Jones: Well, I mean I’m sure everyone else feels a lot more confident about theirs, too. We all have the experience. Pretty much all the same players are here as they were two years ago except now there are more.

iRunFar: Luis Alberto [Hernando], Xavier Thevenard.

Jones: Xavier?

iRunFar: Yes.

Jones: Lots of people. I don’t even know. Then there are always the people I’ve never heard of—a bunch of Euros who are just going to come out of the woodwork and keep up with us most of the way if not the whole way. Who knows? There are a lot of really strong runners here. That’s what’s exciting about it, right? That’s why I want to do it is like to have this competition. But when it comes down to it, it’s also super intimidating.

iRunFar: Having raced this course before, are you going to change your approach at all on race day in terms of your preparation or what you’re bringing or anything like that?

Jones: I don’t think so. Last time I ran with two handheld water bottles. This time I’m just going to run with one and have another smaller bottle in a pack just so I have to carry less and I have a hand free to do things like eat food. As far as racing strategy, I don’t think I’d do much different. It seemed to go pretty well last time. I felt like I ran my own race, and that was what allowed me to do well is that late in the race. When Andy Symmonds and Kilian [Jornet] ran off the front really fast, I was dejected and I was bummed but I let them go because I couldn’t run any faster. But then it ended up working in my favor as they kind of burned themselves out. Who knows how things will play out this year, but I think it’s pretty smart to run your own race.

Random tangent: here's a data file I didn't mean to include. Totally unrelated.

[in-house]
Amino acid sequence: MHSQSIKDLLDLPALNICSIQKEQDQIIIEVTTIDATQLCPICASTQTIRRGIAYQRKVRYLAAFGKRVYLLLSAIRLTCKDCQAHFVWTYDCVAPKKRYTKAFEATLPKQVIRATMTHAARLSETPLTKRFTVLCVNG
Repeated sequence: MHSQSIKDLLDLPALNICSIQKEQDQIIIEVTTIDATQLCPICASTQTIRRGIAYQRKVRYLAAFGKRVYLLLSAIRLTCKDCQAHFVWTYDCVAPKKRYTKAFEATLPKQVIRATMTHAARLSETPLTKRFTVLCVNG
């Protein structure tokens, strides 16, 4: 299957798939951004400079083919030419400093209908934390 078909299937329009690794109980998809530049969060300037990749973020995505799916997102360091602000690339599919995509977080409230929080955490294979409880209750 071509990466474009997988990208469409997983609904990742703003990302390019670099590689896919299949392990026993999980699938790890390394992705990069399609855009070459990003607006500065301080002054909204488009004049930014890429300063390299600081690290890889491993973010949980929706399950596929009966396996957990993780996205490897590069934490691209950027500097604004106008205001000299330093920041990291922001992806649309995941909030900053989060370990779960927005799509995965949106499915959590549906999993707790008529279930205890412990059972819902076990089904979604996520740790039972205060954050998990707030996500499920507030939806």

iRunFar: Nice. Well best of luck out there and have fun.

Jones: Yeah, I’m looking forward to it.


[Some Spanish utterings]

Bryon Powell

Bryon Powell is the Founding Editor of iRunFar. He’s been writing about trail running, ultrarunning, and running gear for more than 15 years. Aside from iRunFar, he’s authored the books Relentless Forward Progress: A Guide to Running Ultramarathons and Where the Road Ends: A Guide to Trail Running, been a contributing editor at Trail Runner magazine, written for publications including Outside, Sierra, and Running Times, and coached ultrarunners of all abilities. Based in Silverton, Colorado, Bryon is an avid trail runner and ultrarunner who competes in events from the Hardrock 100 Mile just out his front door to races long and short around the world, that is, when he’s not fly fishing or tending to his garden.